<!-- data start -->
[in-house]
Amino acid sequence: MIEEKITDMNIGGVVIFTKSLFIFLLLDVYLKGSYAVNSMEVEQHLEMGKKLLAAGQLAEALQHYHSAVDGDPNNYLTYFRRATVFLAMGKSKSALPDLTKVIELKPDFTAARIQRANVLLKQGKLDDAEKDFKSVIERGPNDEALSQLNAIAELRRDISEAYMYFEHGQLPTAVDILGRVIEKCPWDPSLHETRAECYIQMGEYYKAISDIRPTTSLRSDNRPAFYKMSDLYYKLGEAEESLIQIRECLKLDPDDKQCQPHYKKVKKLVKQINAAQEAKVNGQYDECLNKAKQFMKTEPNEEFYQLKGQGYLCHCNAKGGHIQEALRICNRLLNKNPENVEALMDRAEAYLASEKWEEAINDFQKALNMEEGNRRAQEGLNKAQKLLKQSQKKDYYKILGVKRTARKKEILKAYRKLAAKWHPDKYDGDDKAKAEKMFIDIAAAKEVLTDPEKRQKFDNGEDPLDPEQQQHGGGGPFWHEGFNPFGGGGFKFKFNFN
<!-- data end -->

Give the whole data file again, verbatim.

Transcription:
[in-house]
Amino acid sequence: MIEEKITDMNIGGVVIFTKSLFIFLLLDVYLKGSYAVNSMEVEQHLEMGKKLLAAGQLAEALQHYHSAVDGDPNNYLTYFRRATVFLAMGKSKSALPDLTKVIELKPDFTAARIQRANVLLKQGKLDDAEKDFKSVIERGPNDEALSQLNAIAELRRDISEAYMYFEHGQLPTAVDILGRVIEKCPWDPSLHETRAECYIQMGEYYKAISDIRPTTSLRSDNRPAFYKMSDLYYKLGEAEESLIQIRECLKLDPDDKQCQPHYKKVKKLVKQINAAQEAKVNGQYDECLNKAKQFMKTEPNEEFYQLKGQGYLCHCNAKGGHIQEALRICNRLLNKNPENVEALMDRAEAYLASEKWEEAINDFQKALNMEEGNRRAQEGLNKAQKLLKQSQKKDYYKILGVKRTARKKEILKAYRKLAAKWHPDKYDGDDKAKAEKMFIDIAAAKEVLTDPEKRQKFDNGEDPLDPEQQQHGGGGPFWHEGFNPFGGGGFKFKFNFN